Here we can discuss The Last Question by Isaac Asimov.
Talk about whatever thoughts or reactions you have to the piece.
If you're drawing a blank, comment on the following prompt:
What do you make of religious symbolism or mythos in science fiction? How does it interplay thematically with the genre as a whole, or in this piece? It's certainly come up in sci-fi many times, and in previous material we've covered.
Trombone kleinbl00 JakobVirgil mhr OftenBen plewemt elizabeth blackbootz Meriadoc Tiger_the_Lion _thoracic johnnyFive tehstone rthomas6 War Dala OftenBen bhrgunatha kantos francopoli anatomygeek Purple_Ruby PTR Foveaux ThurberMingus moslydeaf LastingDamageII chowderchowder Merlin
One of my favorite parts about this story is how each section in time is defined by Man's curiosity. In the beginning, constructing a massive, super-impressive machine in order to ask it questions and work on things we can't. Continuing to make the machine better and better so we can ask harder and harder questions and do ever increasingly complicated tasks. All so that we can satisfy our irreparable desire to know what is unknowable.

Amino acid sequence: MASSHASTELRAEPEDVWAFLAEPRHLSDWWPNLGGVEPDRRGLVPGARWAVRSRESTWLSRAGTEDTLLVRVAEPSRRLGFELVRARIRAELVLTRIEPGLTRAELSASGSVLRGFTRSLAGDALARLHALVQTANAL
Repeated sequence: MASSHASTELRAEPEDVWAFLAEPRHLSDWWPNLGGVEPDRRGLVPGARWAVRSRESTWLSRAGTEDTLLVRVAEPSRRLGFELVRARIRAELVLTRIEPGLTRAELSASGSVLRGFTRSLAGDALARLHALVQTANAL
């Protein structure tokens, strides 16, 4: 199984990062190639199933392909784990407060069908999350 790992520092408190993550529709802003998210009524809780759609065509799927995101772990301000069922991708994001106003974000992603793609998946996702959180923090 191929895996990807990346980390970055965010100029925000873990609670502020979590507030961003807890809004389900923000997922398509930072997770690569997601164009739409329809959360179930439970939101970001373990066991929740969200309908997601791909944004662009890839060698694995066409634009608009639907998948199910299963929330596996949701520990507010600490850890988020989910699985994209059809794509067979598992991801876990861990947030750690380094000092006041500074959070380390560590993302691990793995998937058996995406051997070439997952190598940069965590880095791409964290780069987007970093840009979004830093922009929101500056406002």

I think this trait of humanity is what keeps science fiction in our hearts generation after generation. The fact that even though a portrayal of the future from something created over fifty years ago looks so different from a portrayal of the future created in the present time; it retains this same sense of curiosity about what is to come, what kind of tasks will need to be accomplished. One could probably argue that for a lot of stories/genres, I suppose. To me though, the curiosity of science fiction will always be my favorite aspect of it.